The Contrast Sharpened the Grief: The Three Mistakes of Ryu Murasaki

Yo, a group of us writers with diverse styles, skill sets + aesthetics are doing a LITERARY BLOG RELAY. Here are the rules:

Each writer writes 250 words (e.g. a piece of flash fiction, a novel excerpt, an acrostic poem, a bathroom limerick, whatev) and then tags the next writer on the relay list. Basically, we can write whatever the fuck we want, but each post must begin with the last line of the previous post (in bold here) + must be linked (however loosely) to a central theme, in this case, “A Stranger Comes to Town.”

Here's my contribution, using the last line from Christine Zilka's piece (below in bold).

Jennifer Derilo is next.

The contrast sharpened the grief.

He was not in Osaka anymore + the tekkamaki he'd bought at Itami was starting to smell like a drowned sea mammal. Ryu realized that his first mistake (+ there were many) was arriving on a Saturday. The taxis were crammed with wobbly college kids adorned in kelly green, navy blue and cardinal red t-shirts, tubby alumni and barking military families, all of them heading towards campus with dead-fish eyes and poinsettia-red faces. He felt like American football (whatever the hell that was) was turning people into pieces of tuna sashimi.

Ryu's second mistake (which is directly related to his first mistake) was getting into town on the day of the Notre Dame-USC game. After he'd finally hailed a taxi to the edge of campus, Ryu dragged his gigantic plaid suitcase behind him into the hornet's nest. A middle-aged couple wearing "Notre Dame Mom" and "Notre Dame Dad" sweatshirts and chinos swaggered past Ryu. A twiggy girl with a leprechaun decal ironed onto her freckly cheeks bumped into him + then burped into her hand, apologizing to him with a wax-on, wax-off wave. Three college boys in matching baseball caps, their arms interlocked on their shoulders, stumbled past him. When Ryu tried to move around their rugby formation, the boys patted him on the shoulder and shouted: Yeah, bro! Go Irish! It took Ryu two hours to make it to his campus apartment, + when he'd finally plopped his keys on the kitchen table + saw the cable wires dangling from the wall + the sad brown couch with the frumpy cushions + the sad brown bed upstairs with the plastic mattress, he walked into the bathroom + threw up on the floor.

But it was Ryu's third + final mistake that upset him the most, a mistake he didn't even realize he'd made until he was boiling water for his first cup of ochya in America. When he stood up to phone his mom, he suddenly realized he'd crossed the international time line. It was 1:30pm in South Bend but it was 3:30 am in Osaka. And Saturday was the day his mom took obasama to the Geranium market to buy blue stargazers. It was the only day she didn't need to hear his voice.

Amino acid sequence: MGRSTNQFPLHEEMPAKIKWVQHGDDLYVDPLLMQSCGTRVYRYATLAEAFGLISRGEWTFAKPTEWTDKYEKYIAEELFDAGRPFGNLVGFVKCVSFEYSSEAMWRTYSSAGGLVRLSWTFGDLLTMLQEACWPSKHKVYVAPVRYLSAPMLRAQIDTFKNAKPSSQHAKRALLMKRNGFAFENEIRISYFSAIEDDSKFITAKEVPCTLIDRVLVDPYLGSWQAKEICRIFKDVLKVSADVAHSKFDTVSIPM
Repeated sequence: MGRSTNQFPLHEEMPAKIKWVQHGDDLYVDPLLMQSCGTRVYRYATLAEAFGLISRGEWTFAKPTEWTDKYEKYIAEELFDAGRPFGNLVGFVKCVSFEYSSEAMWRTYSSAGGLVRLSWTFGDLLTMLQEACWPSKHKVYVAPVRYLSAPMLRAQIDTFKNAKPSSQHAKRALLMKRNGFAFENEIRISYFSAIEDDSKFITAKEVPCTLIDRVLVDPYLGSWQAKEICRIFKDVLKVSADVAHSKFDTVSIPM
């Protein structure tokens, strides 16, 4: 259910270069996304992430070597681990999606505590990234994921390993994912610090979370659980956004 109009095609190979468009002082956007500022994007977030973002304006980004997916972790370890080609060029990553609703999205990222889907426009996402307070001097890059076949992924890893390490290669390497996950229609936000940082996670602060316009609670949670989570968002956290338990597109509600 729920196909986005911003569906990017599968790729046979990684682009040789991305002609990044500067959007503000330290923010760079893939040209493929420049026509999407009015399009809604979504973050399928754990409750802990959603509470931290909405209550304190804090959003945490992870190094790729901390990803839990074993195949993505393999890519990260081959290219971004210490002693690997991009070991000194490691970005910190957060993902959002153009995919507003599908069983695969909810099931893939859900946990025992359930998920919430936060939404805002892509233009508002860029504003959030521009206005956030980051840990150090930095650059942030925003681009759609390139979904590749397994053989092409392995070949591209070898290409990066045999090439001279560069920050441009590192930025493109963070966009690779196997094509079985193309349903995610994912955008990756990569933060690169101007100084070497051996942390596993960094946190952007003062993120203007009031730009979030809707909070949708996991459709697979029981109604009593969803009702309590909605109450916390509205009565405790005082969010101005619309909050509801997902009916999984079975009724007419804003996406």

THE FULL LINE-UP, IN ORDER (Completed posts in bold)….

  1. Wah-Ming Chang:
  2. Jamey Hatley
  3. Stephanie Brown
  4. Andrew Whitacre
  5. Heather McDonald
  6. Christine Lee Zilka
  7. Jackson Bliss
  8. Jennifer Derilo (to be posted on
  9. Alexander Chee
  10. Nova Ren Suma


  • Start with the last line of the previous entry.
  • Poetry, fiction, creative nonfiction.
  • 250 words.
  • Thematically linked.
  • Link to the next person on the list, as well as those who posted before you.
  • Post something within four or five days of the most recent piece.
  • Posts should start with an explanation, with links to the previous posts as well as the next.

The Best Time to Write is Right Now

Because he's my thesis adviser, I had to stop by TC Boyle's office yesterday to get his signature for my fall class schedule, which is always the perfect excuse to kick it for 30 minutes + catch up on things. Among some of the highlights of our conversation:

1. Tom confessed that the only thing he felt really needed from his teachers at Iowa (+ in general) was a little encouragement now + then, and maybe a couple edit suggestions every so often.
--That's exactly what I need, I said.

2. After I asked him when his favorite time to write was, he said: I like writing from 10:00am to 2:00pm. I get a lot of writing that way.

3. When I asked him where he liked to write, he said he liked writing in the mountains. I confessed that I was surprised because his writing has such energy + his language is so creative + intense, all adjectives I associate with the city. He admitted he likes the country + the city for different reasons. I think he may be right though. I'm considering applying for a Yaddo residence fellowship next year for that reason. . .